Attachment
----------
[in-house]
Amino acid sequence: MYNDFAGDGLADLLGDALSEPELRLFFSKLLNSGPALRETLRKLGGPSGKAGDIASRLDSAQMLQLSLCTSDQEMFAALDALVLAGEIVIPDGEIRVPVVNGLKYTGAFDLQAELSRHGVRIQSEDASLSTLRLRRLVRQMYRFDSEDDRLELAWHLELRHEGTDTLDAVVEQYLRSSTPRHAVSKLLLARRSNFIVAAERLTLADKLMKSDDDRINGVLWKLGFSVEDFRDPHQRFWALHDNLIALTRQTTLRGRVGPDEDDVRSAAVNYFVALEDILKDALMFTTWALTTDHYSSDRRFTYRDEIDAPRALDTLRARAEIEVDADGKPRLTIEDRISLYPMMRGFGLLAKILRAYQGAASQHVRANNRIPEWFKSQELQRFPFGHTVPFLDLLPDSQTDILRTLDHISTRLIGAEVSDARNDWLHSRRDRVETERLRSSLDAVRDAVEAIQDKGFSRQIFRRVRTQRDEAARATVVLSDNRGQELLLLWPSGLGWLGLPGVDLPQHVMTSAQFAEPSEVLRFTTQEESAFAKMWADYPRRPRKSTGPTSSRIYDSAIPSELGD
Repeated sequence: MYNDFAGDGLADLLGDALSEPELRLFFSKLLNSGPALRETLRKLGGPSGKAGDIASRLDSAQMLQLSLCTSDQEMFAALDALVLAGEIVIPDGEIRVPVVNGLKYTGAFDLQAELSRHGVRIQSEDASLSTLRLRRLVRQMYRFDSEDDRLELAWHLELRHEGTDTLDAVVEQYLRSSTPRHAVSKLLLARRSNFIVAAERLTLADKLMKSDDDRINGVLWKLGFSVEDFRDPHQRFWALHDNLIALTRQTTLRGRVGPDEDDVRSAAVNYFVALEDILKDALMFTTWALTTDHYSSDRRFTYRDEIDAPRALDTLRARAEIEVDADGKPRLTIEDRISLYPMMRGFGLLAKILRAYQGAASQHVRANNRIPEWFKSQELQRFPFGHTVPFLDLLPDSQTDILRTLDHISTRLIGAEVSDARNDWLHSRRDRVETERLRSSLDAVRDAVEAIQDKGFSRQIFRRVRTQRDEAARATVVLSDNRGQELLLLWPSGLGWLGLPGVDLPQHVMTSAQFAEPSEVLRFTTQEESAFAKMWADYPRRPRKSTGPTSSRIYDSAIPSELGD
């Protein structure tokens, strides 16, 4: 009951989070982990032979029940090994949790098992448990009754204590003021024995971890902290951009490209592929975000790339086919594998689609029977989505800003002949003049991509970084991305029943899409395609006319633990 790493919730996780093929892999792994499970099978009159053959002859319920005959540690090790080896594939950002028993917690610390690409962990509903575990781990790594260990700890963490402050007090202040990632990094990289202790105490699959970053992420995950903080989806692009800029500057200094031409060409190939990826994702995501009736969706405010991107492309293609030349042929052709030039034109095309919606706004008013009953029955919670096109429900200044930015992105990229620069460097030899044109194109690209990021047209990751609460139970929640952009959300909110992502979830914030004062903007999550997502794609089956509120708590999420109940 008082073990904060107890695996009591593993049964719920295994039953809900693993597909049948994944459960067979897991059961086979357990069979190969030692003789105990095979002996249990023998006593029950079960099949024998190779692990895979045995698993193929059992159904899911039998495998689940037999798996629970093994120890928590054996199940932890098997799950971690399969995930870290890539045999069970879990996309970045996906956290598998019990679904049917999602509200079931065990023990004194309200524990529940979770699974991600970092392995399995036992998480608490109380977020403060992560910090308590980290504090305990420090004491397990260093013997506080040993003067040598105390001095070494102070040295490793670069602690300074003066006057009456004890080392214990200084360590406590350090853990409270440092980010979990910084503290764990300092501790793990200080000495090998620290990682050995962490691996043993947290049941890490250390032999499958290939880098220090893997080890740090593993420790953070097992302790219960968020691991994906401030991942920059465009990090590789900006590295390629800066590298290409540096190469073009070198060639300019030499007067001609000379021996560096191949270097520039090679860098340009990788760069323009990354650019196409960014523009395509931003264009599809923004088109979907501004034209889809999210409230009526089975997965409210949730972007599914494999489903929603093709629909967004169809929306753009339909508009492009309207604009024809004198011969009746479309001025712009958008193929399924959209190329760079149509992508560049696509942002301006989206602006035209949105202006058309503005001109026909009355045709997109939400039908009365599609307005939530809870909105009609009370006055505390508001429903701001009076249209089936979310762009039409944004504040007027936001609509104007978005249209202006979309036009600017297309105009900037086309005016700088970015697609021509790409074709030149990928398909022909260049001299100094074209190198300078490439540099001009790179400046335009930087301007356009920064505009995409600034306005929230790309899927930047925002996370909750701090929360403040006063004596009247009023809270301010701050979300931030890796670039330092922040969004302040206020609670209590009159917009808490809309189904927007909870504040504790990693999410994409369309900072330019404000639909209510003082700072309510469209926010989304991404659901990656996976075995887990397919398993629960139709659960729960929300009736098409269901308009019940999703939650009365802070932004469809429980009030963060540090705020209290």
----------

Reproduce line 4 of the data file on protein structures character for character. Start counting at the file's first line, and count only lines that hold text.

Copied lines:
């Protein structure tokens, strides 16, 4: 009951989070982990032979029940090994949790098992448990009754204590003021024995971890902290951009490209592929975000790339086919594998689609029977989505800003002949003049991509970084991305029943899409395609006319633990 790493919730996780093929892999792994499970099978009159053959002859319920005959540690090790080896594939950002028993917690610390690409962990509903575990781990790594260990700890963490402050007090202040990632990094990289202790105490699959970053992420995950903080989806692009800029500057200094031409060409190939990826994702995501009736969706405010991107492309293609030349042929052709030039034109095309919606706004008013009953029955919670096109429900200044930015992105990229620069460097030899044109194109690209990021047209990751609460139970929640952009959300909110992502979830914030004062903007999550997502794609089956509120708590999420109940 008082073990904060107890695996009591593993049964719920295994039953809900693993597909049948994944459960067979897991059961086979357990069979190969030692003789105990095979002996249990023998006593029950079960099949024998190779692990895979045995698993193929059992159904899911039998495998689940037999798996629970093994120890928590054996199940932890098997799950971690399969995930870290890539045999069970879990996309970045996906956290598998019990679904049917999602509200079931065990023990004194309200524990529940979770699974991600970092392995399995036992998480608490109380977020403060992560910090308590980290504090305990420090004491397990260093013997506080040993003067040598105390001095070494102070040295490793670069602690300074003066006057009456004890080392214990200084360590406590350090853990409270440092980010979990910084503290764990300092501790793990200080000495090998620290990682050995962490691996043993947290049941890490250390032999499958290939880098220090893997080890740090593993420790953070097992302790219960968020691991994906401030991942920059465009990090590789900006590295390629800066590298290409540096190469073009070198060639300019030499007067001609000379021996560096191949270097520039090679860098340009990788760069323009990354650019196409960014523009395509931003264009599809923004088109979907501004034209889809999210409230009526089975997965409210949730972007599914494999489903929603093709629909967004169809929306753009339909508009492009309207604009024809004198011969009746479309001025712009958008193929399924959209190329760079149509992508560049696509942002301006989206602006035209949105202006058309503005001109026909009355045709997109939400039908009365599609307005939530809870909105009609009370006055505390508001429903701001009076249209089936979310762009039409944004504040007027936001609509104007978005249209202006979309036009600017297309105009900037086309005016700088970015697609021509790409074709030149990928398909022909260049001299100094074209190198300078490439540099001009790179400046335009930087301007356009920064505009995409600034306005929230790309899927930047925002996370909750701090929360403040006063004596009247009023809270301010701050979300931030890796670039330092922040969004302040206020609670209590009159917009808490809309189904927007909870504040504790990693999410994409369309900072330019404000639909209510003082700072309510469209926010989304991404659901990656996976075995887990397919398993629960139709659960729960929300009736098409269901308009019940999703939650009365802070932004469809429980009030963060540090705020209290």